The corporate myth of work-life balance

The concept of “work-life balance” is an invention of the workplace not the life-place. Have you ever heard of those with an enjoyable home and personal life saying “Darn, I really have to put more time into my work”? I doubt it. But I have heard it from some.

The statement comes from those whose personal and home life is wanting for many reasons. It’s an indication that there are issues within our emotional and social state that are driving us to escape, and “work” is considered a perfect escape to many. The irony is that the workplace can also be an unrecognized aggravating factor to the turmoil felt in our personal lives away from work.

Where you often hear the phrase “work-life balance” is in the workplace. It appears in the snappy human resources brochures, in well-intentioned managers and supervisors, and in the zillions of articles and books espousing a healthy lifestyle. But it is also a lie.

Today’s workplace is placing greater stresses than ever on employees. It comes from exponential advances in technology, in information overload, in under-staffing, in under-training, and in higher expectations of quick results. The bar for employee “productivity” is now set higher than ever to meet increasing demands of senior executives, clients, and customers.

Those who feel the anxiety of maintaining their self-image, keeping a job, getting promoted, and currying favor with managers, run faster than ever on the treadmill. Soon running faster and faster seems like the norm. Until the inevitable popping of the rivets and collapse of our human systems.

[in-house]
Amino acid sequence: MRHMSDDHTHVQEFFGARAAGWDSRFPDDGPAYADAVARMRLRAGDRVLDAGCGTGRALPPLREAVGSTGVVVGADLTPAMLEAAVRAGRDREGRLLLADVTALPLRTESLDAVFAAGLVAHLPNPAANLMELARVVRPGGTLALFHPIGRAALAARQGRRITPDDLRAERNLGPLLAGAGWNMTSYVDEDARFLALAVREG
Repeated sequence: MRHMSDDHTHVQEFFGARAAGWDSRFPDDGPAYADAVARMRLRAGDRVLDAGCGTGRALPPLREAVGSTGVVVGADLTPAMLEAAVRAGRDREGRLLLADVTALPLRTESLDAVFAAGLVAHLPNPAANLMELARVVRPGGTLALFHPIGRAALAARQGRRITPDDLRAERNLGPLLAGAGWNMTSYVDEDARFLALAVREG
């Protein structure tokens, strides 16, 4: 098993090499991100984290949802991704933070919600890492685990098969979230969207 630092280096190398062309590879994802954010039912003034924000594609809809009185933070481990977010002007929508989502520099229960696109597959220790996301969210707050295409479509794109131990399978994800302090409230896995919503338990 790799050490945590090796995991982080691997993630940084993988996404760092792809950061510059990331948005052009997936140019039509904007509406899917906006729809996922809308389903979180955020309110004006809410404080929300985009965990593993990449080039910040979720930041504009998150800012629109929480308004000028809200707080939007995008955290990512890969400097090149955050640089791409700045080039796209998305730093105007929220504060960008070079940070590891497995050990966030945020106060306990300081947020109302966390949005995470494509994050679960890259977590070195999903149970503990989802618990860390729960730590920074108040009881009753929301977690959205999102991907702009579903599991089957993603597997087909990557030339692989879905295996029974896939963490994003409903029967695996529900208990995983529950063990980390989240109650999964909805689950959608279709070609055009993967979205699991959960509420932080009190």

I have seen this destructive dynamic in my years of work with physicians, employees within the public and private sector, and with police officers.

The fact is, there is no “balance” to be had in work and our personal lives. The conditions of our workplace invariably affect our personal lives and our personal lives inextricably pour into our work lives. Human emotions are not neat ingredients that can be calibrated according to the needs of a workplace thermostat. They are in most part free-flowing with the only controls being our ability to moderate behavior to adapt to each circumstance. And again the irony is that this moderating behavior is directly impacted by the severity of condition at work and home.

“Work-life balance” is a mechanistic, linear construct based on the outdated Frederick Taylor model of “scientific management” (1911) wherein employees were described as interchangeable cogs on a wheel that could be made more productive through time-motion studies.

In reality our work life and our personal life is a “complex adaptive system” to use the language of complexity science. The two interconnected components ebb  and flow with measures of each reflecting the changes in our workplace and personal life which can occur hourly, daily, or whenever.

A great deal of the emotional angst that people feel is when they are convinced that they must “balance” what they feel at work with what they feel outside of work, as if some perfect scale of justice must be maintained. This expected calibration certainly serves the workplace well, especially managers who like Frederick Taylor see emotions as messy and negative intrusions on their neat, linear vision of how things must be.